"Lehigh & Western / Moyer Lumber Co."
27' x 34'
Around-the-room, with peninsulas
code 100, 83 (S/Sn3), 70 (Sn3), 55 (Sn2)
Min. Turnout Frog:
#8 (main), #6 (yards, sidings)
41" (S), 32" (Sn3, Sn2)
0%, 3% (Sn3), 6% (Sn3 logging), 42% (incline)
48", 60"+ (logging)
Mainline Track Length:
70' (S), 120' (Sn3), 75' (Sn2)
benchwork: 100%; track: 100% (except logging, yard, sidings); scenery: 5%
somewhere in the U.S.
NASG Dispatch, Jun 2003, pg 20
The Moyer Lumber Co. owned the 3' Lehigh & Western common carrier. The L&W interchanged with a branch of the standard-gauge Spiral Hill (with permission from Frank Titman). They also owned the 2' Jamestown & Jennville. The Moyer Lumber Co. had trackage rights on everything, plus owned their own track including two logging branches on the layout. Generally, rod locomotives were lettered for the L&W or SHRR, and geared engines were lettered for the MLCo. Dave's layout prior to this one was covered in the NASG Dispatch, Feb 2001, pg 14 article. Dave has been the eastern vice-president of the NASG.
These wide-angle views were taken in 2018. This is the yard throat area for the division point yard. The yard is reached by a wye off of the Sn3 mainline. The first yard turnout is a 3-way stub. Dave kept his rolling stock out so that he could remind himself of what he already owns.
On the left is the division point yard. S/Sn3 and Sn2 mainline tracks are on the narrow benchwork on the right. The S mainline goes to a S/Sn3 staging yard in the model workshop area to the far right. The Sn3 mainline goes to the left. This was essentially the continuous run connection for the Sn3. The S and Sn3 split with a gauge separation turnout (no moving parts).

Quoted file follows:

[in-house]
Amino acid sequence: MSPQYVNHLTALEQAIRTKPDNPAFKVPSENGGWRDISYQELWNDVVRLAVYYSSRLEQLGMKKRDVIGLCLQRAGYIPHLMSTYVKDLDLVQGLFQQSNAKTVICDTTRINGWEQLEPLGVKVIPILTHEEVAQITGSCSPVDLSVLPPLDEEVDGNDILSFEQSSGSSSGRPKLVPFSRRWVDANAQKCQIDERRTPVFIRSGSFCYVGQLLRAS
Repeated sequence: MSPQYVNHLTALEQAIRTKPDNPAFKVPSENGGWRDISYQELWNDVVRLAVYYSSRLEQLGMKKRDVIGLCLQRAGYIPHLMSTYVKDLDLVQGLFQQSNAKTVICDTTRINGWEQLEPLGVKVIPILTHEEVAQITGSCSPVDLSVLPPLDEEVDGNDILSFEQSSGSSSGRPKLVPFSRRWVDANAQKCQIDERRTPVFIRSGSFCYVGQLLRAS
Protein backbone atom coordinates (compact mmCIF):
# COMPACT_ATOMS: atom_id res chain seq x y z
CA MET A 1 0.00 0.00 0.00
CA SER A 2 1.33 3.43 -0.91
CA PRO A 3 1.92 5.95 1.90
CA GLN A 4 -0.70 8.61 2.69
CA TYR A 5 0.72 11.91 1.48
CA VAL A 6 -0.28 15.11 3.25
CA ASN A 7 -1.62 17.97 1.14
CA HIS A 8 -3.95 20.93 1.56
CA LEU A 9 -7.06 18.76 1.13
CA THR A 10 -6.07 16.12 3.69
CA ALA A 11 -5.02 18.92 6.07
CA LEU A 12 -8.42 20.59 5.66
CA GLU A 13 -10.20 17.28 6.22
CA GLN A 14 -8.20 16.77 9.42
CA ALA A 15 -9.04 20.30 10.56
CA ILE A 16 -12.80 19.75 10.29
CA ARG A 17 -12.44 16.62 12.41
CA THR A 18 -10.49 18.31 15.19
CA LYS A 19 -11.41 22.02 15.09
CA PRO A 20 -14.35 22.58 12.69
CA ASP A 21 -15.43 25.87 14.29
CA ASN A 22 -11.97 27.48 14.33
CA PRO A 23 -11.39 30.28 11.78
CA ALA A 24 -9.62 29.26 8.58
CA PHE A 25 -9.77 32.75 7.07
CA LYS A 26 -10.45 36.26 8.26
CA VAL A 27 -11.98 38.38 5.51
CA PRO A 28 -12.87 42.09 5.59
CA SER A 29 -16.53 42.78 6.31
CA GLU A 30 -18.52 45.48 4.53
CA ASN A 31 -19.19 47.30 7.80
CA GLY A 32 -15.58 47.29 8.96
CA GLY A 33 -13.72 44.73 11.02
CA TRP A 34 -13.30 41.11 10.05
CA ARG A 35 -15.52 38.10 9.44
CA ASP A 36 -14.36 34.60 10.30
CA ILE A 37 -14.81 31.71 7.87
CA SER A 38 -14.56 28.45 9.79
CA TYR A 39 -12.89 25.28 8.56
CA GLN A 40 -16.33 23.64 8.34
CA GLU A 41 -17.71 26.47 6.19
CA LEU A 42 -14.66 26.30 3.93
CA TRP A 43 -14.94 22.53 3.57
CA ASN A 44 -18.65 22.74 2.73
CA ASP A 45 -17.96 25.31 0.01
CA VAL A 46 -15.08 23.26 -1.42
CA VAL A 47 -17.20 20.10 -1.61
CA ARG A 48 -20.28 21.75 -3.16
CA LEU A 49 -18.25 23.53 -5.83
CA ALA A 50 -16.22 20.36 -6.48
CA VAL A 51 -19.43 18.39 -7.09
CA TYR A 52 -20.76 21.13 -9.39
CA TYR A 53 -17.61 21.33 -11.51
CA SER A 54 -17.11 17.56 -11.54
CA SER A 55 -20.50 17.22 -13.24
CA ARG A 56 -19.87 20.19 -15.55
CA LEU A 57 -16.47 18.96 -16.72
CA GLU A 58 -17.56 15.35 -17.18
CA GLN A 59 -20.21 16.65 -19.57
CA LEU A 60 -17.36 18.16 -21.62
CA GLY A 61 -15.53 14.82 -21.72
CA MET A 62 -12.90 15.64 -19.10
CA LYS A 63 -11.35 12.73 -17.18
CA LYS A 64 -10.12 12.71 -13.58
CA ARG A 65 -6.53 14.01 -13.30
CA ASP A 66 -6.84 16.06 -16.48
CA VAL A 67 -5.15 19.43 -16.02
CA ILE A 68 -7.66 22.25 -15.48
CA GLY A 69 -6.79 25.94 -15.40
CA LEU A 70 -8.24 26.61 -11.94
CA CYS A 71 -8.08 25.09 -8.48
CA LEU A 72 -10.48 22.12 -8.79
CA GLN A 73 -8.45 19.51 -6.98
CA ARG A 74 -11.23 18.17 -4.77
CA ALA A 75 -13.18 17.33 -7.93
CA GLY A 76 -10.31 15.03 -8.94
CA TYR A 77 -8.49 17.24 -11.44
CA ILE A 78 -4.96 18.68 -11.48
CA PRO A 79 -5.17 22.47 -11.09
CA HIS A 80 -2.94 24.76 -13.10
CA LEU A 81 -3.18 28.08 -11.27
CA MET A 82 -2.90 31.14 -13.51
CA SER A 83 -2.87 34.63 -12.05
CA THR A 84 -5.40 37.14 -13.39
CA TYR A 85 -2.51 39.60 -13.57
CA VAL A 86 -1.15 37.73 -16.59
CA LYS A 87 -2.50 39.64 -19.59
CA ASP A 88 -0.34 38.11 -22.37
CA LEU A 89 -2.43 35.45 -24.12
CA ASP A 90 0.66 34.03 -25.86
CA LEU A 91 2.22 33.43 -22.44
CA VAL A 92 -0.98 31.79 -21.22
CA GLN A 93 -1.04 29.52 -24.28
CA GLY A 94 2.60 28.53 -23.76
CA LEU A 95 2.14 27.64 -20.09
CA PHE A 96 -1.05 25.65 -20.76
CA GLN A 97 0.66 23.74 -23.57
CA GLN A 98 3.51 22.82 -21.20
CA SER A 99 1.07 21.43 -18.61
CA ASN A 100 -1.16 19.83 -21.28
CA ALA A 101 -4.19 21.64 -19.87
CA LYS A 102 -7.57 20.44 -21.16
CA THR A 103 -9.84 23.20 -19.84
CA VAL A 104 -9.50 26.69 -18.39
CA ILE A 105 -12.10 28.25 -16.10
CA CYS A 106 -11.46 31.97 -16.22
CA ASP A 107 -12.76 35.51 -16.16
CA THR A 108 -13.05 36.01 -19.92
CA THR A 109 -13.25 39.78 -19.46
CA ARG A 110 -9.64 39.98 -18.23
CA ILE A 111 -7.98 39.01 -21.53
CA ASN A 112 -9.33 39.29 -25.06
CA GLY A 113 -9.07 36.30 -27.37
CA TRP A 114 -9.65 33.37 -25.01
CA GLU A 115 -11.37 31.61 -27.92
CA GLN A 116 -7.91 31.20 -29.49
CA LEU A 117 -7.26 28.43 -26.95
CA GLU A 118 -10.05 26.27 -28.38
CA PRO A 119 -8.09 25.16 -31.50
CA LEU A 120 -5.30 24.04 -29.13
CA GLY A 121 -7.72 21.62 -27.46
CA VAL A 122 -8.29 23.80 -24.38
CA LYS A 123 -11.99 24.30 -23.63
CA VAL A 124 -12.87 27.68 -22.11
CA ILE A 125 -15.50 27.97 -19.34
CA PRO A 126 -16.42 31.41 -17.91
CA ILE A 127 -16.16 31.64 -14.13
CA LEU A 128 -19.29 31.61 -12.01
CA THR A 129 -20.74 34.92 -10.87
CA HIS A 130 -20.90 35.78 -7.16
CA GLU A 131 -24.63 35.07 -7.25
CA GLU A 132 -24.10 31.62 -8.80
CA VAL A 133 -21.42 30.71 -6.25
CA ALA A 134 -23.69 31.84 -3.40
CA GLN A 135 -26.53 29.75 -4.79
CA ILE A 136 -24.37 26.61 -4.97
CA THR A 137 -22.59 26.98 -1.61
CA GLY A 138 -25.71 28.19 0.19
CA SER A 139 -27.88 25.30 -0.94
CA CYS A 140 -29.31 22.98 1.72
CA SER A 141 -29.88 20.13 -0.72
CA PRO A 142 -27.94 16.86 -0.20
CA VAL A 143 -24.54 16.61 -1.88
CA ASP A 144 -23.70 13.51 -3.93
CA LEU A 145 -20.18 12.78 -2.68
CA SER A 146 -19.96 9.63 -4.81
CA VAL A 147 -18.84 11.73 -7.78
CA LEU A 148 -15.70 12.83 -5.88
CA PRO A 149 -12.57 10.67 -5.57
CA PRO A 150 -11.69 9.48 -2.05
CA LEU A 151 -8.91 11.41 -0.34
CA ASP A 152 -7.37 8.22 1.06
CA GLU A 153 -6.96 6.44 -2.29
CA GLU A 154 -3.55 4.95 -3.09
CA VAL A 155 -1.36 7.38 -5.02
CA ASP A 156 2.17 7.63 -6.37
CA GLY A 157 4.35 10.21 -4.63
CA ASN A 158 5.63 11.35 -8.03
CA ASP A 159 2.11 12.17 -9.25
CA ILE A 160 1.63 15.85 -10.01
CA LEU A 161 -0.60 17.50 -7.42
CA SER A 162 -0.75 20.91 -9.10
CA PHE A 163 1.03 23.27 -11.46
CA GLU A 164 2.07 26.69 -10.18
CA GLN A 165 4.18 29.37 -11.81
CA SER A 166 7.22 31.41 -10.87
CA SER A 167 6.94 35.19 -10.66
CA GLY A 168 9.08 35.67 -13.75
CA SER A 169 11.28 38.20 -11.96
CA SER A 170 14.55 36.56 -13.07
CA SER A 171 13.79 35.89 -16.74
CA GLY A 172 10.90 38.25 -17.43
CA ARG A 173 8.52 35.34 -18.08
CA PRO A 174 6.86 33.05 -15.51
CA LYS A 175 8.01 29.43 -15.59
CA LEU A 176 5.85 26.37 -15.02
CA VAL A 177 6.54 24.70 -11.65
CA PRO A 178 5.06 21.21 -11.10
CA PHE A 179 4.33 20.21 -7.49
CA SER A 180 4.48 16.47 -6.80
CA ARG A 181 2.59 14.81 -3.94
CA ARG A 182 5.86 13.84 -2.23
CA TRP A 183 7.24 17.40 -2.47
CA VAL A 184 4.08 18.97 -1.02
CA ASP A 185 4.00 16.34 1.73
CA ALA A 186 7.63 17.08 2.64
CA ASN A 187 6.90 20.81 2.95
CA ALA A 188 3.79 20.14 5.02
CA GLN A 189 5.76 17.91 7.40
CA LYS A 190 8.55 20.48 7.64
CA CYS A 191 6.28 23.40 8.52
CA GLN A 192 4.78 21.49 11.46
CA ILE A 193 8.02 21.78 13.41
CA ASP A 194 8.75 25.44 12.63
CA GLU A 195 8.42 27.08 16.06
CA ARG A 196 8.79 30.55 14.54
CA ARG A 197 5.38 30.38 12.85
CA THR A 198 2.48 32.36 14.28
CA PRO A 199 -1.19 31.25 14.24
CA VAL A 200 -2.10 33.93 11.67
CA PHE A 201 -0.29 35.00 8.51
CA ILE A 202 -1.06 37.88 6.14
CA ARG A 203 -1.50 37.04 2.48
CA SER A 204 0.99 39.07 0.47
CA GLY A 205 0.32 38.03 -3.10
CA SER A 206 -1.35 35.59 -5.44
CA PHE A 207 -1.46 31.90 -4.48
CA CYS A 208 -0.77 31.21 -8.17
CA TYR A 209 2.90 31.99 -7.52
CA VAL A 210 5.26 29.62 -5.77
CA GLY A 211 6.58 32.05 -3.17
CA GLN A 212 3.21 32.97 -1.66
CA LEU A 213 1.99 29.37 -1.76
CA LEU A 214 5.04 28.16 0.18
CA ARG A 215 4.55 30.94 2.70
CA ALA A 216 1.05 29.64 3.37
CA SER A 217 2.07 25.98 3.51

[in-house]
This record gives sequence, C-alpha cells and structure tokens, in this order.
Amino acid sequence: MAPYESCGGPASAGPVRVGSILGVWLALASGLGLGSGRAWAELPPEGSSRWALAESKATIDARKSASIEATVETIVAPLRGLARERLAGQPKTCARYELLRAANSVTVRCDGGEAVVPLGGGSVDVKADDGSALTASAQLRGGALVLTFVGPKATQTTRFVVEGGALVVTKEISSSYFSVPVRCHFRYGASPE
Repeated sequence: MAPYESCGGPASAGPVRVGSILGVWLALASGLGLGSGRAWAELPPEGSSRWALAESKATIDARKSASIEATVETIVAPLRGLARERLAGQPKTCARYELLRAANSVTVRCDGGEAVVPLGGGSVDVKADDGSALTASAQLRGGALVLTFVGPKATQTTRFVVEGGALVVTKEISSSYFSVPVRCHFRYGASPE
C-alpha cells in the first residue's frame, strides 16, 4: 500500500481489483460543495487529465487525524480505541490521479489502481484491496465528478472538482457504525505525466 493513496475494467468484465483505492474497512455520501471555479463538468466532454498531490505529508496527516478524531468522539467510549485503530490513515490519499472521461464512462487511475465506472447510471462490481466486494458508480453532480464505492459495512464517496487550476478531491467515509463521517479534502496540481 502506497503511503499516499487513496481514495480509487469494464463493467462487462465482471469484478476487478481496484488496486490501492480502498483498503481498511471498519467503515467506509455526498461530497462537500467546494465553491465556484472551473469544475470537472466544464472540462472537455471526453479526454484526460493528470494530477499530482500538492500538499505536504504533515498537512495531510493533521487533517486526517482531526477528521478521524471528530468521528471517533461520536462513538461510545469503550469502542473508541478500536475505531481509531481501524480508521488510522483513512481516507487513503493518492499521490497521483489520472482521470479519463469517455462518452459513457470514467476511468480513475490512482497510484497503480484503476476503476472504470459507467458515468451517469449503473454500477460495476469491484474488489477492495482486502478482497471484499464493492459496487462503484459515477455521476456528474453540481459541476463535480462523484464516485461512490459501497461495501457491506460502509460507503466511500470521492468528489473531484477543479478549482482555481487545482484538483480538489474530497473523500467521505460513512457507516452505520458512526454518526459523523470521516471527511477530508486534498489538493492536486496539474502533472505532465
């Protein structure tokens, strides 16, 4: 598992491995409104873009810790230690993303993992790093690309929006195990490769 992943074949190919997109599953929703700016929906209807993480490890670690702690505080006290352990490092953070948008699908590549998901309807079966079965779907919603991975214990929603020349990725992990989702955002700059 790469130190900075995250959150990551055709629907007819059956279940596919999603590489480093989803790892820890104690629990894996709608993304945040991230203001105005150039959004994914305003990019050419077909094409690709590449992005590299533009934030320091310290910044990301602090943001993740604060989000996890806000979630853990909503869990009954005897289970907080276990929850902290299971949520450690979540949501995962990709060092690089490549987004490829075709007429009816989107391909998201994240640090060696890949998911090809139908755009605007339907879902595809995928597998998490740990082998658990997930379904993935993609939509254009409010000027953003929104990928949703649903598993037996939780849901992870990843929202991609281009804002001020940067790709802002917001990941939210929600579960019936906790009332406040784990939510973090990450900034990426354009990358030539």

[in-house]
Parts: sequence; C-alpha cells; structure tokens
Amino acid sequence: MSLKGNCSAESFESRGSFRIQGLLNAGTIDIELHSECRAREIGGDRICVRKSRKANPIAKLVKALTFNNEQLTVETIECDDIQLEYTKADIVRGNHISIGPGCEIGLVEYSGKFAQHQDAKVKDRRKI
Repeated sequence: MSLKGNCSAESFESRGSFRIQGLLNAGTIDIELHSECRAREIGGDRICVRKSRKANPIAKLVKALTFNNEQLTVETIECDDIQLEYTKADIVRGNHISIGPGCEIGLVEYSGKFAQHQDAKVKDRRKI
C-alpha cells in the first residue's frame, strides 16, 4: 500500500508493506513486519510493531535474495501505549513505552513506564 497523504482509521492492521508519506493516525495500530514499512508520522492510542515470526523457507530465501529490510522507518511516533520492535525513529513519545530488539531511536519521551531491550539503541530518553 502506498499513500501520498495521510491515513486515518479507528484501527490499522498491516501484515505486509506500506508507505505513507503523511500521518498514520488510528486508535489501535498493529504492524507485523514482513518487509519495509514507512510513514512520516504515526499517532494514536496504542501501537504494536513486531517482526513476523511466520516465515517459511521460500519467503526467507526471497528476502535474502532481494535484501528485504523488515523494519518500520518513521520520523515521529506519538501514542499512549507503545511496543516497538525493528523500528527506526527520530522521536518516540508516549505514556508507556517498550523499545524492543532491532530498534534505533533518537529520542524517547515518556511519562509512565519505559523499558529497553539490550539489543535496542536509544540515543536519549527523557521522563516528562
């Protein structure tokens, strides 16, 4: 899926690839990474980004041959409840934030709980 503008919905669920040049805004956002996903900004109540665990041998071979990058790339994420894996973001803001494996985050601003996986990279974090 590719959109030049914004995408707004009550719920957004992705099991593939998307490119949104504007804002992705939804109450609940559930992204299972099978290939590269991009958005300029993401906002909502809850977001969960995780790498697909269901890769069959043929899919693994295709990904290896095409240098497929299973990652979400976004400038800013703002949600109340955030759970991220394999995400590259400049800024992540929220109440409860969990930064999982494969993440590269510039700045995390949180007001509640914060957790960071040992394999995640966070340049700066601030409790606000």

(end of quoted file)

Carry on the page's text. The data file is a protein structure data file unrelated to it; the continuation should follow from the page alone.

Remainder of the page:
The smelter on the left was built from the "Ragg's... To Riches" series of three kits. Dave extended the benchwork into the aisle to accommodate it. The town above the oil tank (right) eventually became Franksville and consisted of buildings all built by Frank Titman except for the little station that served it on the logging branch. The lower area on the peninsula on the right is the S/Sn3 interchange. The yard was built, but the engine terminal was not finished.
This was the view into the basement coming down the stairs, at least as it was in 2018. Before the layout was abandoned, there was more scenery finished in this area. The L&W mainline is the lower track and a MLCo. logging branch is the upper track. The lower bridge is the River Raisin brass bridge and the upper wooden bridge Dave built from a Hunterline kit. The waterfall was about 42" high. Dave had to modify the benchwork after the mainline was built, to accommodate the large waterfall. The 42% incline is visible on the far right.
A view of the track leading up to the incline of the logging branch.
This was a working incline. The steepest part is at a 46% grade. Dave used a Switchmaster display motor to power it. It is mounted underneath the steam lift engine on the right.
This photo shows the scratchbuilt bridge where the incline crosses the Sn3 mainline. This is on the 42% grade. The block car started as a B.T.S. WSLCo. 24' flat car kit. To operate correctly, the block car needs to be heavy, so Dave used a piece of tungsten as a weight.
Dave is well-known for his intricate trackwork, combining three gauges into one layout. This photo shows the Sn2 mainline crossing through an Sn3 wye turnout coming from the S/Sn3 staging yard. The Sn3 continuous run line is the Sn3 track to the left. To get all the polarities correct in such a small area, Dave had to install a 3'/2' selector switch besides the normal powered turnout control.
This is an S/Sn3 dual-gauge turnout with 48" and 44" radii. The last frog is on a lift-up section and the Sn2 mainline crosses the two S/Sn3 tracks right after the turnout.
A dual-gauge 3-way stub turnout in the S/Sn3 interchange yard. It has, count 'em, nine frogs! It worked, and Dave became an expert in wiring multi-frog turnouts.